By Neil Morrison
As this season has demonstrated, there are times in every professional rider's career when they have to grit their teeth and ignore what their injured body is telling them..
All three of this year's MotoGP rivals - Marc Marquez, Dani Pedrosa and Jorge Lorenzo - have already done just that at least once so far this season.
Lorenzo was the first to show off incredible toughness in 2013, racing at Assen less than 48 hours after breaking and then undergoing surgery on his left collarbone, finishing fifth. He then made another early comeback at Laguna Seca after re-damaging the collarbone at the Sachsenring.
Pedrosa meanwhile had fractured his collarbone in Germany, but was also back on track the following weekend in California.
Then came Marquez's Silverstone injury, in the form of a dislocated shoulder in morning warm-up. It looked like the rookie could well miss the race, and surely surrender a chunk of his championship lead.
Instead, the shoulder was painfully popped back into place at the Medical Centre and four hours later Marquez was standing on the podium, having battled Jorge Lorenzo for victory to the final turn.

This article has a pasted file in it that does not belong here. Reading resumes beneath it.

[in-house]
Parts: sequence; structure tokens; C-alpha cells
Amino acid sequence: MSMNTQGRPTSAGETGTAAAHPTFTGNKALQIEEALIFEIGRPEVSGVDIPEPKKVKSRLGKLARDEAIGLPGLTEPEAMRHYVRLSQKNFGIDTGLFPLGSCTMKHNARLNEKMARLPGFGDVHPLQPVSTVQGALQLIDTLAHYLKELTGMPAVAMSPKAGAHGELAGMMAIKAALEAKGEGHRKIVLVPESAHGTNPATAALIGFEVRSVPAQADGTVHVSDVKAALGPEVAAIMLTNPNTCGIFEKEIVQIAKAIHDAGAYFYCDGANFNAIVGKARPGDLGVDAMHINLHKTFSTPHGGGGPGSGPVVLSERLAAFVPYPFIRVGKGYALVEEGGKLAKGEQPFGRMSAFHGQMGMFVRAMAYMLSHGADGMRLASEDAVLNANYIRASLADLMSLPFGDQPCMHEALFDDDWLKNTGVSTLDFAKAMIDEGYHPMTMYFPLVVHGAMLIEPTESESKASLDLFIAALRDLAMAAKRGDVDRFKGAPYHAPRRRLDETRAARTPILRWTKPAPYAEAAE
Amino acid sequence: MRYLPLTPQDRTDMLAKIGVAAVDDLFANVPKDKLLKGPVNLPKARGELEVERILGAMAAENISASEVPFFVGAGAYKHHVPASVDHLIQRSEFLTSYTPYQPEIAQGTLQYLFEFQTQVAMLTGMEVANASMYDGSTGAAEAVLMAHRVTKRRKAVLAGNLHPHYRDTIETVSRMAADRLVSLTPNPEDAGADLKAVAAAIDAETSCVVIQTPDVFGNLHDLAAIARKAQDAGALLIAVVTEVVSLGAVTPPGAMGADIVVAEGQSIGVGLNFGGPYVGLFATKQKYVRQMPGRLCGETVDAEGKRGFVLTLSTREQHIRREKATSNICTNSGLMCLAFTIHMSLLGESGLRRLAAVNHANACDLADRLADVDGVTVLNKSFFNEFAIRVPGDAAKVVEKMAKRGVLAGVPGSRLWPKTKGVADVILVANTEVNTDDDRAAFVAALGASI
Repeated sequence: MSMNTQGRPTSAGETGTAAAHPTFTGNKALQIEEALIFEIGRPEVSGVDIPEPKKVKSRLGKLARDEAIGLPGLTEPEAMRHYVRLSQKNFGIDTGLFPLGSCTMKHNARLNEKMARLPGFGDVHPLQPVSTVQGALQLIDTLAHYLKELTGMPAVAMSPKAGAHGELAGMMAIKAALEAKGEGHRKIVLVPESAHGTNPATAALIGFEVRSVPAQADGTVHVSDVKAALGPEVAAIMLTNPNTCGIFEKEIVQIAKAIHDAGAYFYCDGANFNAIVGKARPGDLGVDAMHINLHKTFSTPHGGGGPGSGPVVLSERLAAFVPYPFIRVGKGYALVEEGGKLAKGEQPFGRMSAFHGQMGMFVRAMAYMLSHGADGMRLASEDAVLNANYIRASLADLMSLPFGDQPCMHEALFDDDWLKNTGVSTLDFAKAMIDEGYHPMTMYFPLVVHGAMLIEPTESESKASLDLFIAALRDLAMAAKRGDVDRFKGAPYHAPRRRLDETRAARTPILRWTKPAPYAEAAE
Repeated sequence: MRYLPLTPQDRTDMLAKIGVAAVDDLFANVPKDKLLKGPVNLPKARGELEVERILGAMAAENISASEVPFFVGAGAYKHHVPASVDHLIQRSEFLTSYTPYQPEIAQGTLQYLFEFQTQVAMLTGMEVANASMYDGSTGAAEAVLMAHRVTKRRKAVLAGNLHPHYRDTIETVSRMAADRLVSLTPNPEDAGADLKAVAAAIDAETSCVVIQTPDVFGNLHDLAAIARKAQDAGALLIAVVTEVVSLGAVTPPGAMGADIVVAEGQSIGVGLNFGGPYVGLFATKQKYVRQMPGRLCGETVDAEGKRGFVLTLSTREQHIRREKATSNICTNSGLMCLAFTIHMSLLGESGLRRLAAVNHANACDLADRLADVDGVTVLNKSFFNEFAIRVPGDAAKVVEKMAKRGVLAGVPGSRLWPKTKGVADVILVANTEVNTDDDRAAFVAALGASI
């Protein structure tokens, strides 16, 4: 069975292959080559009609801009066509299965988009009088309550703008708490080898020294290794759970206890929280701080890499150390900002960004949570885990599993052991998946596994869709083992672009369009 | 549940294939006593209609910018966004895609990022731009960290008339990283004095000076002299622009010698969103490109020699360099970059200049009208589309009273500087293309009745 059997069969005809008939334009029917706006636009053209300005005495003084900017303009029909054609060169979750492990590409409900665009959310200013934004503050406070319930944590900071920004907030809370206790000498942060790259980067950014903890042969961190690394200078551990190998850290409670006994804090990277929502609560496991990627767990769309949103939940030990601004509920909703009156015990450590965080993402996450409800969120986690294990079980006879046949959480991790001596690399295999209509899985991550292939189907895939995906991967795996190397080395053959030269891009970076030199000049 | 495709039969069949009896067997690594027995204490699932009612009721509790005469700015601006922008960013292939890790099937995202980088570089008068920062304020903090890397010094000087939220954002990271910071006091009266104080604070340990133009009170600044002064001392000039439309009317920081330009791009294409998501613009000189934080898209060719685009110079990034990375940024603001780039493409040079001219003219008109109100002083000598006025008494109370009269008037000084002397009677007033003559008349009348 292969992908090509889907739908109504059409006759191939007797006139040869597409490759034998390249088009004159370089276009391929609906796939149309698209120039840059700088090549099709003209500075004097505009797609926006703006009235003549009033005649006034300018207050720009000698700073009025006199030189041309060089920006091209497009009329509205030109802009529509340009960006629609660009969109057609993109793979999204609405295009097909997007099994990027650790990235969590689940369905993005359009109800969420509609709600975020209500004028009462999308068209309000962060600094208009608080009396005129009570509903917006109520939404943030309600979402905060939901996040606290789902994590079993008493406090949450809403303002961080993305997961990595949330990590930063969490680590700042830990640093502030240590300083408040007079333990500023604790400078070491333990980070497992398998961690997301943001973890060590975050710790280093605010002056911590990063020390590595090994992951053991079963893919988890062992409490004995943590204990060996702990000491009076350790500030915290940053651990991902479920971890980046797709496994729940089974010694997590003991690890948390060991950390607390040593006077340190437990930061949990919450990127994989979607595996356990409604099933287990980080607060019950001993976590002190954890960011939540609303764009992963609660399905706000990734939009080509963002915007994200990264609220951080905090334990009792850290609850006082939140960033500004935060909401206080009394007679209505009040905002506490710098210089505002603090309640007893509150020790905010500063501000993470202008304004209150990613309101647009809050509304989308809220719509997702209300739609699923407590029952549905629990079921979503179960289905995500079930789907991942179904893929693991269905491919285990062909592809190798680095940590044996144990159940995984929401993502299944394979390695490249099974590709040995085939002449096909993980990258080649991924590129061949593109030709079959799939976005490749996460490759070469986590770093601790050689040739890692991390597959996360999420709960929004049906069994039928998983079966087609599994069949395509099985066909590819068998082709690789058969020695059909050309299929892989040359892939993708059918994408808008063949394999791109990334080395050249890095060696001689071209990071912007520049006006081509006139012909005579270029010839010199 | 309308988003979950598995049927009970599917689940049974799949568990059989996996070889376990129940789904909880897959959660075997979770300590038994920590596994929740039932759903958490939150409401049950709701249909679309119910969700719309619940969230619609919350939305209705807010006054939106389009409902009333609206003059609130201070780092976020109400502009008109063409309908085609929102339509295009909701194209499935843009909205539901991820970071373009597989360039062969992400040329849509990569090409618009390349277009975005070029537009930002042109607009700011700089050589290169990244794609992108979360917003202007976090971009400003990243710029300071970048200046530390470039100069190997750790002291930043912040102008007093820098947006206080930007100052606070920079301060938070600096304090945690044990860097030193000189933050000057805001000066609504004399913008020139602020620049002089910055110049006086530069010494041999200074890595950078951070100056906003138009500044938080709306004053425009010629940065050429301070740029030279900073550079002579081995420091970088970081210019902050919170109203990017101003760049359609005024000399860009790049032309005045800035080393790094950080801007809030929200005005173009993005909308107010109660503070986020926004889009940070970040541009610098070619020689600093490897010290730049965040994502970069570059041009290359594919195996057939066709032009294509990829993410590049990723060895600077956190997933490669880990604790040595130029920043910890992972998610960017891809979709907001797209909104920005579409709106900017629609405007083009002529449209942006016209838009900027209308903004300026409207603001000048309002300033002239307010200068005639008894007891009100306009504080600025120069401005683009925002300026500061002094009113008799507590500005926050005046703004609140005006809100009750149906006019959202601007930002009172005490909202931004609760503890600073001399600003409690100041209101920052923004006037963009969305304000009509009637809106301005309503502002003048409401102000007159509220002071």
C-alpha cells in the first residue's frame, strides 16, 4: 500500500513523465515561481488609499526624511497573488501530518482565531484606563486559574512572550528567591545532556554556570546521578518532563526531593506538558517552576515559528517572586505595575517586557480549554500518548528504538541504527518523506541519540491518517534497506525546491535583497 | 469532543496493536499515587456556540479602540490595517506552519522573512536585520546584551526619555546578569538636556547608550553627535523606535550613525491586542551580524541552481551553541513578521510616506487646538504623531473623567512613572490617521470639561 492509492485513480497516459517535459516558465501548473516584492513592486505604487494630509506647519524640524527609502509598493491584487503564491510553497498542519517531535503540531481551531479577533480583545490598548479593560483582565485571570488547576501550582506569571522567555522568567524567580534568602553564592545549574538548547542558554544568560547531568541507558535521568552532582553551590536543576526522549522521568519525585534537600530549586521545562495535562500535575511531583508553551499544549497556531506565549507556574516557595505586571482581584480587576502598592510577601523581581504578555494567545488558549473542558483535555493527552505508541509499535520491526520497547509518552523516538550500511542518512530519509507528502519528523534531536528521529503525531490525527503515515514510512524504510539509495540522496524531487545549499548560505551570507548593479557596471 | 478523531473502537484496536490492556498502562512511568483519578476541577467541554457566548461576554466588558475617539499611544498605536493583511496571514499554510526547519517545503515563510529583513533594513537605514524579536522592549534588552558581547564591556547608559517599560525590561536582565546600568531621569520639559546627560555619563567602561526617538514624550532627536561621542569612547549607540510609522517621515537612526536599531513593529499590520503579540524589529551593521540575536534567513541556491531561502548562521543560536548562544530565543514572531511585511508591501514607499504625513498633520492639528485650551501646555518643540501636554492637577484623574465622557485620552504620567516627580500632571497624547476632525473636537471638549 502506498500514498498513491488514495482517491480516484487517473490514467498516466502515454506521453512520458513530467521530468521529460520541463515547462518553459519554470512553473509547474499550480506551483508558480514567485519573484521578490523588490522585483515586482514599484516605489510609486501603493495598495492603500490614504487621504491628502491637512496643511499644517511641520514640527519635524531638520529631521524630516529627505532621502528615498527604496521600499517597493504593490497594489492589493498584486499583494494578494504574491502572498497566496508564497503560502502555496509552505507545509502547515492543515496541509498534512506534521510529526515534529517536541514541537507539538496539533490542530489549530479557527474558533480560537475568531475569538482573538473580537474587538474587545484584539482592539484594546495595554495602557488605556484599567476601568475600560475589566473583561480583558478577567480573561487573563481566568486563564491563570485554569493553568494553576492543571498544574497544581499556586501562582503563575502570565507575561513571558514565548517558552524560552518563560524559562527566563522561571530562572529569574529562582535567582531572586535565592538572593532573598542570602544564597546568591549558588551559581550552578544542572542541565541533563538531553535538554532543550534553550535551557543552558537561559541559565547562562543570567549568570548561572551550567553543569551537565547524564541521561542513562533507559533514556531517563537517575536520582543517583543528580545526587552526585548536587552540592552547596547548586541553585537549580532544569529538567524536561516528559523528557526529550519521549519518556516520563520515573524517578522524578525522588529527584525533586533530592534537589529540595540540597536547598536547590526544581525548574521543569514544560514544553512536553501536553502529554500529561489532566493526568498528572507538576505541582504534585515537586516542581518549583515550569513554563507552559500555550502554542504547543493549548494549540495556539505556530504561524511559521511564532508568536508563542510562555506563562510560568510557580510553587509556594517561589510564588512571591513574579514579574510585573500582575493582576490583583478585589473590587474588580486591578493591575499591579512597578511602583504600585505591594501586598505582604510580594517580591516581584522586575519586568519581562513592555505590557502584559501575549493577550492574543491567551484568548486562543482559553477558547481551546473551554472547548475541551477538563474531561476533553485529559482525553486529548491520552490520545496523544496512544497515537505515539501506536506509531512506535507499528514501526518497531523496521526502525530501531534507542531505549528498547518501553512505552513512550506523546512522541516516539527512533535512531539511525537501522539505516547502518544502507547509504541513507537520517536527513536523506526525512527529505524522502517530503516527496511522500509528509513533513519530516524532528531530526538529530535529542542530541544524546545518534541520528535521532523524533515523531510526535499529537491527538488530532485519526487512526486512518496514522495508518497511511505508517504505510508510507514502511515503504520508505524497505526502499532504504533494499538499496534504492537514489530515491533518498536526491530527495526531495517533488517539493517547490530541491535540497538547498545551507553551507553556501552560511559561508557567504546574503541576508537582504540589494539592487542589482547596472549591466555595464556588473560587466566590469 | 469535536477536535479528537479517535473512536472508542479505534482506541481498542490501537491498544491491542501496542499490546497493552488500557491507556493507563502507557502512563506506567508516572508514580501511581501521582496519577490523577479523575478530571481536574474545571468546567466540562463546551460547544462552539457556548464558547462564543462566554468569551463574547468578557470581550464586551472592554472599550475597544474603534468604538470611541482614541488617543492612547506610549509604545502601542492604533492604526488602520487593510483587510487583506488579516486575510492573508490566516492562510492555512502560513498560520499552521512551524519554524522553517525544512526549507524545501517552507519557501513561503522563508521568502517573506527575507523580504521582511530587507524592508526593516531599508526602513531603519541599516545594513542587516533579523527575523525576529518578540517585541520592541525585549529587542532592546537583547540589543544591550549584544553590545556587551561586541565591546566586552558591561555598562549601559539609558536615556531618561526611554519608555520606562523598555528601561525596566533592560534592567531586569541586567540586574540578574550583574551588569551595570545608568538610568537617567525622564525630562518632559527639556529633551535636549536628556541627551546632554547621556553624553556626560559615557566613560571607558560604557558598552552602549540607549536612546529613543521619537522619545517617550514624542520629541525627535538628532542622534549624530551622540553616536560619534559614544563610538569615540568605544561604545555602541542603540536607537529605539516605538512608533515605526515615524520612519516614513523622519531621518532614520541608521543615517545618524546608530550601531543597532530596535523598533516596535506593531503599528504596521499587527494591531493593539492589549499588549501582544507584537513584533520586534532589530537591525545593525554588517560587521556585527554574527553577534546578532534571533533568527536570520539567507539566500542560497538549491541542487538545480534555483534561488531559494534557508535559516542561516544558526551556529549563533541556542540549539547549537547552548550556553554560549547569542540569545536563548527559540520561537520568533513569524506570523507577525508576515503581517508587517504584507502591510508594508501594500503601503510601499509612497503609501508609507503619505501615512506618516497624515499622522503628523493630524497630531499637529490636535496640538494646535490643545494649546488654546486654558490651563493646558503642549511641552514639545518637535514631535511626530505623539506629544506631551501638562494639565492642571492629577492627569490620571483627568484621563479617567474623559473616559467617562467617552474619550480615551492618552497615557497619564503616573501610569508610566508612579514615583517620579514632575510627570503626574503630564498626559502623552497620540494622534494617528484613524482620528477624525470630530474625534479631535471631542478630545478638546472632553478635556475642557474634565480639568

To celebrate these acts we have chosen six other examples of injured premier-class riders fighting against the odds and overcoming them…
Barry Sheene – Cadwell Park 1975 – Broken left leg and thigh, broken right wrist, forearm, collarbone, broken six ribs
Barry Sheene had always shown a particularly high pain threshold. Phil Read recalls how he was astonished when Sheene revealed he'd cracked his wrist and vertebrae in his back that day while the pair were out on the town. “You wouldn't know he'd hurt himself,” he said. Or the time Sheene sported sunglasses at a meeting to hide a bloodshot eye caused by internal haemorrhaging, acting like nothing had happened.
But the stories come no more famous than his recovery from the 175mph Daytona spill in 1975, the event that cemented his place in the British public's consciousness.